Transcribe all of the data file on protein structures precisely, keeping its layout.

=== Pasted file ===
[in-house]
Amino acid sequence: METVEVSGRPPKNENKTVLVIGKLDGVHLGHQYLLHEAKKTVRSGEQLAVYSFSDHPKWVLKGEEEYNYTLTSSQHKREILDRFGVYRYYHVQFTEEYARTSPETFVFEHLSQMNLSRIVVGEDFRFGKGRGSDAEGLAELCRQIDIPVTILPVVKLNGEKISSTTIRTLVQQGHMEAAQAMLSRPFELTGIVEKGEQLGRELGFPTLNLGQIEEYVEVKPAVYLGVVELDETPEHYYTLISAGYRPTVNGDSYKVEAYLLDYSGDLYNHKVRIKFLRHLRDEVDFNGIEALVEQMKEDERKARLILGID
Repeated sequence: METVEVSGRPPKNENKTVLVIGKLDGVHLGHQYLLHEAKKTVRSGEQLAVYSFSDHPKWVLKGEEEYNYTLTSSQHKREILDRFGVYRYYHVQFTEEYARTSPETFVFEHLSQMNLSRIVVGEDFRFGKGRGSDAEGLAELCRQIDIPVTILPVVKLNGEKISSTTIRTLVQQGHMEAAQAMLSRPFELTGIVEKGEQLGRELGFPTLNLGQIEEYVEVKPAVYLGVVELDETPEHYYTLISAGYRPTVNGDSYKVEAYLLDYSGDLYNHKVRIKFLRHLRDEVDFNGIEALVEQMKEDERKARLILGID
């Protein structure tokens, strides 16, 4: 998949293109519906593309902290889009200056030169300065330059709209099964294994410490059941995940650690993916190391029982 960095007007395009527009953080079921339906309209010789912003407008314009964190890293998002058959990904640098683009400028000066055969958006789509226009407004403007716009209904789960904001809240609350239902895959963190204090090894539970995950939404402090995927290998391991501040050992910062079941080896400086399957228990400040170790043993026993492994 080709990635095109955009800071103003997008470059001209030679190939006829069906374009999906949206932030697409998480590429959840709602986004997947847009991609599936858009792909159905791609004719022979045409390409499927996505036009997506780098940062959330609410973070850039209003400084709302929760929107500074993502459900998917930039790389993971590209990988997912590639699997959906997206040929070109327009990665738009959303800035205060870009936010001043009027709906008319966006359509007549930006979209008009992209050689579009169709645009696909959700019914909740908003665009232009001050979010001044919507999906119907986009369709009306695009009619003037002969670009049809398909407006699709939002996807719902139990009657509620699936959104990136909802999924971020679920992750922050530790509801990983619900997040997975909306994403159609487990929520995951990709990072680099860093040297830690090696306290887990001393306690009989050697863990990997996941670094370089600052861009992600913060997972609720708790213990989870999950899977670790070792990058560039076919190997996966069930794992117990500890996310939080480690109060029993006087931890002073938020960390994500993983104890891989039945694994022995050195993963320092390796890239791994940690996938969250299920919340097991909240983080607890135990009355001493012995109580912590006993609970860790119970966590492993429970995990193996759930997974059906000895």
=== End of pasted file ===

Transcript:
[in-house]
Amino acid sequence: METVEVSGRPPKNENKTVLVIGKLDGVHLGHQYLLHEAKKTVRSGEQLAVYSFSDHPKWVLKGEEEYNYTLTSSQHKREILDRFGVYRYYHVQFTEEYARTSPETFVFEHLSQMNLSRIVVGEDFRFGKGRGSDAEGLAELCRQIDIPVTILPVVKLNGEKISSTTIRTLVQQGHMEAAQAMLSRPFELTGIVEKGEQLGRELGFPTLNLGQIEEYVEVKPAVYLGVVELDETPEHYYTLISAGYRPTVNGDSYKVEAYLLDYSGDLYNHKVRIKFLRHLRDEVDFNGIEALVEQMKEDERKARLILGID
Repeated sequence: METVEVSGRPPKNENKTVLVIGKLDGVHLGHQYLLHEAKKTVRSGEQLAVYSFSDHPKWVLKGEEEYNYTLTSSQHKREILDRFGVYRYYHVQFTEEYARTSPETFVFEHLSQMNLSRIVVGEDFRFGKGRGSDAEGLAELCRQIDIPVTILPVVKLNGEKISSTTIRTLVQQGHMEAAQAMLSRPFELTGIVEKGEQLGRELGFPTLNLGQIEEYVEVKPAVYLGVVELDETPEHYYTLISAGYRPTVNGDSYKVEAYLLDYSGDLYNHKVRIKFLRHLRDEVDFNGIEALVEQMKEDERKARLILGID
């Protein structure tokens, strides 16, 4: 998949293109519906593309902290889009200056030169300065330059709209099964294994410490059941995940650690993916190391029982 960095007007395009527009953080079921339906309209010789912003407008314009964190890293998002058959990904640098683009400028000066055969958006789509226009407004403007716009209904789960904001809240609350239902895959963190204090090894539970995950939404402090995927290998391991501040050992910062079941080896400086399957228990400040170790043993026993492994 080709990635095109955009800071103003997008470059001209030679190939006829069906374009999906949206932030697409998480590429959840709602986004997947847009991609599936858009792909159905791609004719022979045409390409499927996505036009997506780098940062959330609410973070850039209003400084709302929760929107500074993502459900998917930039790389993971590209990988997912590639699997959906997206040929070109327009990665738009959303800035205060870009936010001043009027709906008319966006359509007549930006979209008009992209050689579009169709645009696909959700019914909740908003665009232009001050979010001044919507999906119907986009369709009306695009009619003037002969670009049809398909407006699709939002996807719902139990009657509620699936959104990136909802999924971020679920992750922050530790509801990983619900997040997975909306994403159609487990929520995951990709990072680099860093040297830690090696306290887990001393306690009989050697863990990997996941670094370089600052861009992600913060997972609720708790213990989870999950899977670790070792990058560039076919190997996966069930794992117990500890996310939080480690109060029993006087931890002073938020960390994500993983104890891989039945694994022995050195993963320092390796890239791994940690996938969250299920919340097991909240983080607890135990009355001493012995109580912590006993609970860790119970966590492993429970995990193996759930997974059906000895």